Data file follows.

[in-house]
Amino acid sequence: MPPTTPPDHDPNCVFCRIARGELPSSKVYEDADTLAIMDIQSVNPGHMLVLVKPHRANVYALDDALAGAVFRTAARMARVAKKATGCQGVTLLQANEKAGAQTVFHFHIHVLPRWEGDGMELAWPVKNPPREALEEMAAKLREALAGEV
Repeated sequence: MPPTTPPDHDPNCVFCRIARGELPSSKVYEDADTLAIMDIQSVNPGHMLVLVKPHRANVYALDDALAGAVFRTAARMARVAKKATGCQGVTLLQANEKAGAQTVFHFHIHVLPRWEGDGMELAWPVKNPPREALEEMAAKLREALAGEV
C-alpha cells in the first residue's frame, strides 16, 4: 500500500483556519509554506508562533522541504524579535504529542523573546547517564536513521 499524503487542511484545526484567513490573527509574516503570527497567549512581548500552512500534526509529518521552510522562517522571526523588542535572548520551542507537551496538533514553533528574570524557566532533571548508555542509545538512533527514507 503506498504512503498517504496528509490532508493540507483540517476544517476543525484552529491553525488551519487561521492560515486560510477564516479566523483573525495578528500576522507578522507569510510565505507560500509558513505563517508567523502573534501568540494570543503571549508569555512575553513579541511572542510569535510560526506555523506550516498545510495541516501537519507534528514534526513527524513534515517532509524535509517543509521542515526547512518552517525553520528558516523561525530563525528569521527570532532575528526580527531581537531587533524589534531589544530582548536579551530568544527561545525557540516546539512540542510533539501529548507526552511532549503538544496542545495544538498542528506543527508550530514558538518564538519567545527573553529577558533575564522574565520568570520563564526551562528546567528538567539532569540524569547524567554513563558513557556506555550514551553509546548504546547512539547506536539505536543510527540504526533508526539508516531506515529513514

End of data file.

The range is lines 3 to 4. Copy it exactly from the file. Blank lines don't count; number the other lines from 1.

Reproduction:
Repeated sequence: MPPTTPPDHDPNCVFCRIARGELPSSKVYEDADTLAIMDIQSVNPGHMLVLVKPHRANVYALDDALAGAVFRTAARMARVAKKATGCQGVTLLQANEKAGAQTVFHFHIHVLPRWEGDGMELAWPVKNPPREALEEMAAKLREALAGEV
C-alpha cells in the first residue's frame, strides 16, 4: 500500500483556519509554506508562533522541504524579535504529542523573546547517564536513521 499524503487542511484545526484567513490573527509574516503570527497567549512581548500552512500534526509529518521552510522562517522571526523588542535572548520551542507537551496538533514553533528574570524557566532533571548508555542509545538512533527514507 503506498504512503498517504496528509490532508493540507483540517476544517476543525484552529491553525488551519487561521492560515486560510477564516479566523483573525495578528500576522507578522507569510510565505507560500509558513505563517508567523502573534501568540494570543503571549508569555512575553513579541511572542510569535510560526506555523506550516498545510495541516501537519507534528514534526513527524513534515517532509524535509517543509521542515526547512518552517525553520528558516523561525530563525528569521527570532532575528526580527531581537531587533524589534531589544530582548536579551530568544527561545525557540516546539512540542510533539501529548507526552511532549503538544496542545495544538498542528506543527508550530514558538518564538519567545527573553529577558533575564522574565520568570520563564526551562528546567528538567539532569540524569547524567554513563558513557556506555550514551553509546548504546547512539547506536539505536543510527540504526533508526539508516531506515529513514